Manning’s love for her children and her desire to teach them through her experiences is solidified with an open letter to them at the end of each chapter. This teaching doesn’t end with her children, but is eventually extended to readers. By the book’s end, Manning offers an invitation to readers to be brave enough to tell their own stories. Much of her story involves learning through suffering.
While Manning did not have a choice in the physical condition she deals with, she does emphasize the choices she has in living each day to the fullest. “We have a choice. We have a decision to make. Remain or hope,” she writes. And her hope in Jesus is infectious. Readers will likely discover a renewed gratefulness in their own lives and a hopeful lens with which to view through struggles.
“For God who said, “’Let light shine out of darkness,’ has shone in our hearts to give the light of the knowledge of God’s glory in the face of Jesus Christ.” 2 Corinthians 4:6
February 10, 2017
Ah, mid-February. The time of year when New Year’s resolutions often fall to the wayside. Goals are dumped and expectations are lowered. No matter the time of year, we can keep on keeping on, especially if we have a plan in place and some well-placed encouragement in our lives.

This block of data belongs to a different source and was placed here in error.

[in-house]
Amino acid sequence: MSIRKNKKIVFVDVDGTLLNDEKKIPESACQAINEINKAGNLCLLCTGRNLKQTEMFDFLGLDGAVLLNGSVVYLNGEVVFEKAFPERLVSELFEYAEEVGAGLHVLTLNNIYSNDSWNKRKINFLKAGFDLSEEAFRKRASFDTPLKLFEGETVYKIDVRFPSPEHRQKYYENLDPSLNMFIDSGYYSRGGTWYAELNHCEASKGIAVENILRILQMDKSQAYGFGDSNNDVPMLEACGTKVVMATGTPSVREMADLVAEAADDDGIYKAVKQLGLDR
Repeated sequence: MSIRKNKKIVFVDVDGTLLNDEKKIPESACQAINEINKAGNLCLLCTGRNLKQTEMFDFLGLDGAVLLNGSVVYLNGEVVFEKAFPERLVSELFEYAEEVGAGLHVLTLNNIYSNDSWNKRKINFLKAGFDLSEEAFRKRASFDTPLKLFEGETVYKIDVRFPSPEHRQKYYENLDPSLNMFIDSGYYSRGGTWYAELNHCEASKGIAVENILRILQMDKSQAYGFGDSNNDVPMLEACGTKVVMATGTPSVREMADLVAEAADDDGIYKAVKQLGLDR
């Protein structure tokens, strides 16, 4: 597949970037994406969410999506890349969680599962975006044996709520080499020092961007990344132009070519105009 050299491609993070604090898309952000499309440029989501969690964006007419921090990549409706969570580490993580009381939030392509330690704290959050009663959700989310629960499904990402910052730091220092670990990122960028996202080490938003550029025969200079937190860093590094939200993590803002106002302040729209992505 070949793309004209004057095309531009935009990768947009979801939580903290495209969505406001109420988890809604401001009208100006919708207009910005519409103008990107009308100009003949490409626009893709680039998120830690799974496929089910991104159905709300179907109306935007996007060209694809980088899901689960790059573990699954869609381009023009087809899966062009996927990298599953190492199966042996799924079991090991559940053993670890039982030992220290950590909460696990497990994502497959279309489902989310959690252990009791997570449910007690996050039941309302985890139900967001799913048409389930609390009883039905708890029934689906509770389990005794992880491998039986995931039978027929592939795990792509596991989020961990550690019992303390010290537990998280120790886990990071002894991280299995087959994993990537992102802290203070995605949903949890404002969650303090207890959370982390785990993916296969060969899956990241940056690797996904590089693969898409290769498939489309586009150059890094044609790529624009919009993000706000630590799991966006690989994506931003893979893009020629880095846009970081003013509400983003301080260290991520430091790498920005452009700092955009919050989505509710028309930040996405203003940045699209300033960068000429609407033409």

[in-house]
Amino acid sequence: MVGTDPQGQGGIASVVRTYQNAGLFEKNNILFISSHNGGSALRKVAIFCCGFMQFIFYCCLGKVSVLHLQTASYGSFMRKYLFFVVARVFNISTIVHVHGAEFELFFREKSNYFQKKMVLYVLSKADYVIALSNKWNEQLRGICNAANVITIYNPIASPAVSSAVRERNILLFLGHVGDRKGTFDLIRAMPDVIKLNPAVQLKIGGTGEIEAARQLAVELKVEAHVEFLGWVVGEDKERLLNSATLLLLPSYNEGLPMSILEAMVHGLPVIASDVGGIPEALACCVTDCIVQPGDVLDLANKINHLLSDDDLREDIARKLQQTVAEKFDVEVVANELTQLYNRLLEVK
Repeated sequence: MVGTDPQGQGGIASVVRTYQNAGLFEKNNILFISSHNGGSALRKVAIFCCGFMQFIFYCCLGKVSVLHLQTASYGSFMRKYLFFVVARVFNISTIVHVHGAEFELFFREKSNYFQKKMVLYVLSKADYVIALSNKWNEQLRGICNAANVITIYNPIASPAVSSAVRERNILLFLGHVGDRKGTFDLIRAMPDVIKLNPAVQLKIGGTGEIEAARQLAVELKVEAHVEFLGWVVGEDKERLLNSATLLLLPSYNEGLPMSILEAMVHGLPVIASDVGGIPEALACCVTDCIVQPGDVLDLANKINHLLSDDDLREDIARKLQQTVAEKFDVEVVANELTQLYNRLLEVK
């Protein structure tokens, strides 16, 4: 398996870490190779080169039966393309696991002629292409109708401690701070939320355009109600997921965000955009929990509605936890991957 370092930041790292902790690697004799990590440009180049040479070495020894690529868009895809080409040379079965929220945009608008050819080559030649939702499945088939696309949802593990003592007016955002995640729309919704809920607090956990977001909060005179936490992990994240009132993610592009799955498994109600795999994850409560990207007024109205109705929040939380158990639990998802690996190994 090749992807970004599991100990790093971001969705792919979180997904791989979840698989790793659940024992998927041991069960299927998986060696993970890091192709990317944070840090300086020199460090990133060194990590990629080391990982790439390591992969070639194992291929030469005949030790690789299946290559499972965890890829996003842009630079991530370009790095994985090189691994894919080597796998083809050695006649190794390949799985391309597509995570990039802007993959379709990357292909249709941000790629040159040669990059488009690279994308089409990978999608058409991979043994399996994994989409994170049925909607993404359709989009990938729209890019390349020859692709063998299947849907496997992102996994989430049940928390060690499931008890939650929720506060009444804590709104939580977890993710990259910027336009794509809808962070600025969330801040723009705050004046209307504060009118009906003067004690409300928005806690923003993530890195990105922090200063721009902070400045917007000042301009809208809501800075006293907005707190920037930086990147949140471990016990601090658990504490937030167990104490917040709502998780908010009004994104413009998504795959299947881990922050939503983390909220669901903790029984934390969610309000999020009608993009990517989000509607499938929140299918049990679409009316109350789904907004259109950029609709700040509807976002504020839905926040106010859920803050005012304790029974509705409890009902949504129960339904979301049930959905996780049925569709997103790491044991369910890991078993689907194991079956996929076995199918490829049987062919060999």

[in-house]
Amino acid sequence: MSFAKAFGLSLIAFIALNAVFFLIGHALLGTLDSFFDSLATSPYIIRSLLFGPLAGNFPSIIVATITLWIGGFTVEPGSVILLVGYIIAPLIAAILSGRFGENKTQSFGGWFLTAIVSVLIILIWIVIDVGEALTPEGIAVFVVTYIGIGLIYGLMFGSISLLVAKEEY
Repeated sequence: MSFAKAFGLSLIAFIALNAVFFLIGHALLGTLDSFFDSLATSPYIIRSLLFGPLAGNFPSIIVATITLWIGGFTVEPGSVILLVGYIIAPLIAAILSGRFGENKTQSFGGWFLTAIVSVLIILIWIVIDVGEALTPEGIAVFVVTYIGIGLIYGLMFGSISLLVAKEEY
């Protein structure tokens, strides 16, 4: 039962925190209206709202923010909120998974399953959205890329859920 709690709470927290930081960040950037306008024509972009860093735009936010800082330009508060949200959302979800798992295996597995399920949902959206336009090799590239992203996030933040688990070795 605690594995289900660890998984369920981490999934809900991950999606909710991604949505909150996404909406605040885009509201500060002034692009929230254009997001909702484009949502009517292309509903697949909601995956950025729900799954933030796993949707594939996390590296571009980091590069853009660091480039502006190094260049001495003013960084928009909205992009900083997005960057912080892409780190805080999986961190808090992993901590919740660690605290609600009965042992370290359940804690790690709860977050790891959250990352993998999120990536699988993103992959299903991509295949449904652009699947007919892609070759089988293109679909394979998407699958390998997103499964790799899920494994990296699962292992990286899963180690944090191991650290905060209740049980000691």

In her book, “5 Habits of a Woman Who Doesn’t Quit,” Nicki Koziarz provides the motivation to spur readers on to fulfilling their obligations and staying faithful to tasks and roles. Koziarz takes readers on a journey with the Biblical character Ruth who perseveres through difficult times in life. In the book, Ruth’s journey parallels with Koziarz’s own trek of buying and running a fixer-upper farm.
Koziarz’s honesty and humility concerning her own struggles with quitting (everything from diet plans to Room Mom responsibilities) ensure that she is writing from a real-life perspective. Her transparency provides humor and practical ideas for overcoming a desire to quit.
“5 Habits” is an easy read with plenty of features to keep readers engaged and on track. Many pages include a box with a sentence or two highlighting main ideas. Each chapter ends with two sections. First, a “Make it Stick” section reiterating the chapter’s theme. Secondly, a “To Be Honest” area which offer questions and/or motivators that urge readers to challenge themselves.
Anchoring the book’s concepts are Biblical truths of faithfulness and perseverance. The habits are reinforced with Scriptures and a go-to verse guide is included at the book’s end. Readers are left with the reminder that as God is faithful, we are to strive to be. Koziarz reminds that “Momentary feelings will always try to convince us to forfeit our faithfulness.” Her habits, which include accepting assignments and following through, call for us to remain faithful when all we want to do is quit.